I respectfully disagree with the plaintiff. First, the Eighth Circuit has rejected the temporal approach represented by Coudert, and instead affirmed an arbitration order in an analogous case. Morgan v. Smith Barney, Harris Upham Co., 729 F.2d 1163, 1166 (8th Cir. 1984) (stating that the Coudert decision has "serious weaknesses" and requiring arbitration of former employee's claims that his former employer "scrounged up" complaints from former customers and communicated them to the New York Stock Exchange and Missouri Securities Commission). See also Merrill Lynch, Pierce, Fenner Smith, Inc. v. Hovey, 726 F.2d 1286, 1290 (8th Cir. 1984) (refusing to follow Coudert). Second, the alleged false information pertained to Kalinski's conduct as a broker during, and as an important part of, the employment relationship with the defendant. Third, Baird's submission of information, whether false or not, was required by the SEC as a direct consequence of the termination of employment.
In Fleck v. E.F. Hutton Group, Inc., 891 F.2d 1047, 1051-52 (2d Cir. 1989), the Second Circuit limited its decision in Coudert, and adopted instead the test developed by the Eighth Circuit in Morgan.
Therefore, the false information claims are inextricably intertwined with important duties of both the employee and the employer during the employment relationship and as a direct consequence of termination of the employment relationship. That is, "significant aspects of the employment relationship" are at issue. Morgan, 729 F.2d at 1167. Consequently, these "false reporting" claims are subject to arbitration.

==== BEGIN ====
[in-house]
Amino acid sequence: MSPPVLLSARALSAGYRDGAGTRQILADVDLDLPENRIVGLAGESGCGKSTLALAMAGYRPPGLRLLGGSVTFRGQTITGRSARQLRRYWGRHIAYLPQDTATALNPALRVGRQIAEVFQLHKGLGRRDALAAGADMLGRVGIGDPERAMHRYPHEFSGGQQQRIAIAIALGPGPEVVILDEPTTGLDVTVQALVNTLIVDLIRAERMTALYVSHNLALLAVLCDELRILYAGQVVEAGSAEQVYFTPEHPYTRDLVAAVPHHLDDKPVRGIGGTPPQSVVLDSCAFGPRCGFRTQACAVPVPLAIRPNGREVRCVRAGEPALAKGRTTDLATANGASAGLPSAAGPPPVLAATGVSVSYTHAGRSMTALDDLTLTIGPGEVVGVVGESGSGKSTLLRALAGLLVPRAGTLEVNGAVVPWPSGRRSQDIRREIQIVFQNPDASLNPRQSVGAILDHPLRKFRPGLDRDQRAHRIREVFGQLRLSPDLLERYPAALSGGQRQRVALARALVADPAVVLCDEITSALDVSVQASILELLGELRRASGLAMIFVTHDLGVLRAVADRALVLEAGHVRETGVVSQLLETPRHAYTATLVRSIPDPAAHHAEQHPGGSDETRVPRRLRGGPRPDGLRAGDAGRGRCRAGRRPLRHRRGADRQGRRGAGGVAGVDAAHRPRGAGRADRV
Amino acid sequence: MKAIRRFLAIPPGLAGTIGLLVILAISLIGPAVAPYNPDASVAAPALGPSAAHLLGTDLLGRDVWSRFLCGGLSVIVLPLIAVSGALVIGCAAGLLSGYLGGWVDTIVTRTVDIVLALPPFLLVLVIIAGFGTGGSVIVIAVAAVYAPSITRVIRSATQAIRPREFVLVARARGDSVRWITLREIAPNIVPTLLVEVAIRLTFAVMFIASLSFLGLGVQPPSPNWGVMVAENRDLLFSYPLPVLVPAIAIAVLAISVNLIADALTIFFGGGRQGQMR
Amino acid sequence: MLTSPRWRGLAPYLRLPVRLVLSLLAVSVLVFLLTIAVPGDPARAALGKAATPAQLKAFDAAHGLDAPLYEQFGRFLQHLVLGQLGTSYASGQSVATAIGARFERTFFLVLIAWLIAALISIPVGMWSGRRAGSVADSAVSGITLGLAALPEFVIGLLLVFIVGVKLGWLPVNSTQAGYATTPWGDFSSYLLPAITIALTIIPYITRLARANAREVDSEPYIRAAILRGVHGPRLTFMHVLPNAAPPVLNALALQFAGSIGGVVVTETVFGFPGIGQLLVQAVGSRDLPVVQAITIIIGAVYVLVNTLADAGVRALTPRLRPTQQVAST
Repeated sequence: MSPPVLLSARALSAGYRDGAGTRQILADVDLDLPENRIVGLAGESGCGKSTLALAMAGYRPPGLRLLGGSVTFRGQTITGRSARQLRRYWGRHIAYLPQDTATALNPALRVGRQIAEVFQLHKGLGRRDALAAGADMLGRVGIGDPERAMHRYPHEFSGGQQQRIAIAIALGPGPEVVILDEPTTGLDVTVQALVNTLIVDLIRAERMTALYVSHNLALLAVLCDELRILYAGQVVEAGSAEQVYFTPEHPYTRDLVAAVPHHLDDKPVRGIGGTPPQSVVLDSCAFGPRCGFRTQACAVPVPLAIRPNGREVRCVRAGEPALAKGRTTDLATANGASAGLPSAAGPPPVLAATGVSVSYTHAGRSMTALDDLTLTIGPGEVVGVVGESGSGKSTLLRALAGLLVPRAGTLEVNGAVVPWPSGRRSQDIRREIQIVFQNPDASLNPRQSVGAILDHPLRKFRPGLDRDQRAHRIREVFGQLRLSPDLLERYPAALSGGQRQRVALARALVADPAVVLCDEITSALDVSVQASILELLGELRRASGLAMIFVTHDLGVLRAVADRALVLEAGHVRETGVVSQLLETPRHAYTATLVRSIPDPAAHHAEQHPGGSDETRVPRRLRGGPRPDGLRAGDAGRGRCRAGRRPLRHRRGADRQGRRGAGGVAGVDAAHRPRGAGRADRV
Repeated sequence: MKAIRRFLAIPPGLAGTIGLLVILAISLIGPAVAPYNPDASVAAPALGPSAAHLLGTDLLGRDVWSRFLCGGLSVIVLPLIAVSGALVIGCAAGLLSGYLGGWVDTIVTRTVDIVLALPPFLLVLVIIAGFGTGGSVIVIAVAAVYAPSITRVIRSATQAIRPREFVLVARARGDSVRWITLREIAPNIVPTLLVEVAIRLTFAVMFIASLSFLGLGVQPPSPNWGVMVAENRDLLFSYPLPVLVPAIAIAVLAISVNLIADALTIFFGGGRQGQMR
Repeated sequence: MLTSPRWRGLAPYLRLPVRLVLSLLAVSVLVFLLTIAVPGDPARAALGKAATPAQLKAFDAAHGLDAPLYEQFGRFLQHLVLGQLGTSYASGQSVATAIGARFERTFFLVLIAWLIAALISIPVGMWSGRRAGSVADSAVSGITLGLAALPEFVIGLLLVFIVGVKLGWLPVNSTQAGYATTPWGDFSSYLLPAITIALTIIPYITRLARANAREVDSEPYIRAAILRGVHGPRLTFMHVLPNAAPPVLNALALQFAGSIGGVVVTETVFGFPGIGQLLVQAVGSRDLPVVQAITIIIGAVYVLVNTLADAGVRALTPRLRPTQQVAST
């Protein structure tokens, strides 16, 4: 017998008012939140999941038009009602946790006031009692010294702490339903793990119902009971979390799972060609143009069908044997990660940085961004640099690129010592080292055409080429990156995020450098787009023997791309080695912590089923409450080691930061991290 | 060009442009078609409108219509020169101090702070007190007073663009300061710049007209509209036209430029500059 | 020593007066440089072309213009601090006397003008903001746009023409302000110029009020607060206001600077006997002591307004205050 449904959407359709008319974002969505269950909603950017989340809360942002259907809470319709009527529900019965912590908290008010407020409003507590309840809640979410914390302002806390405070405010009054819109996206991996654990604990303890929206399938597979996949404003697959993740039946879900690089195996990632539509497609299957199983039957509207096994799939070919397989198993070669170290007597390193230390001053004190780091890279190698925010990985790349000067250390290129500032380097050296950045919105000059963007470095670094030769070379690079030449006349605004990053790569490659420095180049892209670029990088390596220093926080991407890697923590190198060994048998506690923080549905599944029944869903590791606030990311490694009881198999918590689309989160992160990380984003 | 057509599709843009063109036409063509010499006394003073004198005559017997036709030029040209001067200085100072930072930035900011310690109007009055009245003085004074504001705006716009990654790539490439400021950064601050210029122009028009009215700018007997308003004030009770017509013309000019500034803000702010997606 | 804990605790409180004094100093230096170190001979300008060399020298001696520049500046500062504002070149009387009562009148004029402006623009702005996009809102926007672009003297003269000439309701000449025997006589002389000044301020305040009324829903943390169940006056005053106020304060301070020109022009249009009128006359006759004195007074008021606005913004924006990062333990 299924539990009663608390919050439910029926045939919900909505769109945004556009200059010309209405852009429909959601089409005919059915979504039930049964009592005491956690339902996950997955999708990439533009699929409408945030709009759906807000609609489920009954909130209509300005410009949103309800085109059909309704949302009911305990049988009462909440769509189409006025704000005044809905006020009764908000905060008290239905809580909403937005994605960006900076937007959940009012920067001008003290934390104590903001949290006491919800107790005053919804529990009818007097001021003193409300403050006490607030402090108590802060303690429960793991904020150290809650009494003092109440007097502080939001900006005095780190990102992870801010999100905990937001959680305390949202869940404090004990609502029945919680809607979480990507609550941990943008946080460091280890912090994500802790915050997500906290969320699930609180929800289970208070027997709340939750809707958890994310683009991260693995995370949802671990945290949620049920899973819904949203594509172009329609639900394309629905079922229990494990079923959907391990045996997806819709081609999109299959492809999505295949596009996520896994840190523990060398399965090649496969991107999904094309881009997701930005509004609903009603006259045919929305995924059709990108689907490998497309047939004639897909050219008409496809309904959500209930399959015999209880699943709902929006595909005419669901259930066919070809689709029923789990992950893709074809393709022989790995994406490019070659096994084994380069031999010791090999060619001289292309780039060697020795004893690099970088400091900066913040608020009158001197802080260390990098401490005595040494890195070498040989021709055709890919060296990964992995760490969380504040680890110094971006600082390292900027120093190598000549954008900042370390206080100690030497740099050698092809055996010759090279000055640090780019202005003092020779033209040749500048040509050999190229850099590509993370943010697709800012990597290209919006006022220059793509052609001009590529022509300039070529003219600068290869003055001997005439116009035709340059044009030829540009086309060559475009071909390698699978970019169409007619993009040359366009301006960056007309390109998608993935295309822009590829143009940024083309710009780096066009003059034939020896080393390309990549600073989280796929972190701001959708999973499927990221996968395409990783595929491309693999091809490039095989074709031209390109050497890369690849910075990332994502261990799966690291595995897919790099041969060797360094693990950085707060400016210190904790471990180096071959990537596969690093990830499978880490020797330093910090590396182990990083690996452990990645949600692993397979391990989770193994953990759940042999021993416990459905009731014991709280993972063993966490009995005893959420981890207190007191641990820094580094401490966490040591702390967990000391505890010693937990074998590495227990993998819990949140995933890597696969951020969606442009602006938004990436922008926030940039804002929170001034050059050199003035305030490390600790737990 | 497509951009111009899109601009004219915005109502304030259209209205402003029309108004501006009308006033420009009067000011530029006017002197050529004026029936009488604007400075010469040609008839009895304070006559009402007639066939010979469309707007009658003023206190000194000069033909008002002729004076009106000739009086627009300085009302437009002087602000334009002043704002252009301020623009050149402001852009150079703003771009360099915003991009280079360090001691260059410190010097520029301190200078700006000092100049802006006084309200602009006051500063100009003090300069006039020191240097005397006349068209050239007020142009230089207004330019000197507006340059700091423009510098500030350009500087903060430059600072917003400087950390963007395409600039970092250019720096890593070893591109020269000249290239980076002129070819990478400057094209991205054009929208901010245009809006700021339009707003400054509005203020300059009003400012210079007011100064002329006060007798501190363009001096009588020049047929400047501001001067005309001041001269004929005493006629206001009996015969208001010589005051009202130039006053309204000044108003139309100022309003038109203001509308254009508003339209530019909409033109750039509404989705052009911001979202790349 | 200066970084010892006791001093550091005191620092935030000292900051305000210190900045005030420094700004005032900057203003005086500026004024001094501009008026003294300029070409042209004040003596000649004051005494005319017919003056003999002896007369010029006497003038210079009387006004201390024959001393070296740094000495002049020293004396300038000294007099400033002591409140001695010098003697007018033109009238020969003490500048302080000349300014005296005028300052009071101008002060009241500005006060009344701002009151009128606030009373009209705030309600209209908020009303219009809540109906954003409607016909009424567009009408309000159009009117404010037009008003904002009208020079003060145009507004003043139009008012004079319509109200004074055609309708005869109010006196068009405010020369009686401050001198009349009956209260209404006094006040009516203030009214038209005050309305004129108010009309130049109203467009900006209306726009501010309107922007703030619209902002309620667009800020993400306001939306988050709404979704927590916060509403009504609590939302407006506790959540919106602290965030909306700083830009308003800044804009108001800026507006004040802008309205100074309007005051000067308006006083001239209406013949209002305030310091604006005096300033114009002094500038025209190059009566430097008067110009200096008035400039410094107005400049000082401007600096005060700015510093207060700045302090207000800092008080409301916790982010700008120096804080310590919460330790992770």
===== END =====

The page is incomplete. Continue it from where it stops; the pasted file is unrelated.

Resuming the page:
Because all of the plaintiff's claims are subject to arbitration, I have the discretion to dismiss this matter rather than to stay it and compel arbitration. See, e.g., Barker v. Golf U.S.A., Inc., 154 F.3d 788, 793 (8th Cir. 1998) (affirming dismissal because of arbitration clause),cert. denied, 525 U.S. 1068 (1999); Alford v. Dean Witter Reynolds, Inc., 975 F.2d 1161, 1164 (5th Cir. 1992) ("The weight of authority clearly supports dismissal of the case when all of the issues raised in the district court must be submitted to arbitration.") (collecting cases). The plaintiff has presented no reasons why dismissal would be inappropriate as contrasted with the alternative remedy, and, in this case, I can detect none.
Therefore, in the exercise of my discretion, I decide to dismiss, without prejudice, rather than compel arbitration and stay this matter. The burden thus falls upon the plaintiff to commence arbitration if he wishes relief.
For example, when a case is stayed, there are significant administrative burdens imposed upon the court caused by the need to monitor events taking place in another forum. The court has a duty to insure the expeditious resolution of stayed cases just like it has a similar duty in active cases. Since arbitration may completely resolve the entire case, thus making monitoring wholly unnecessary, such a burden should be avoided if otherwise appropriate.
IT IS ORDERED that:
1. The motion to dismiss (filing 6, part one) is granted.
2. The alternative motion (filing 6, parts two and three) to stay and compel arbitration is denied as moot.
3. Judgment shall be entered by separate document.
Pursuant to the memorandum and order previously entered in this case,
JUDGMENT is entered for the defendant and against the plaintiff providing that the plaintiff's complaint is dismissed without prejudice to arbitration and subsequent judicial relief if appropriate.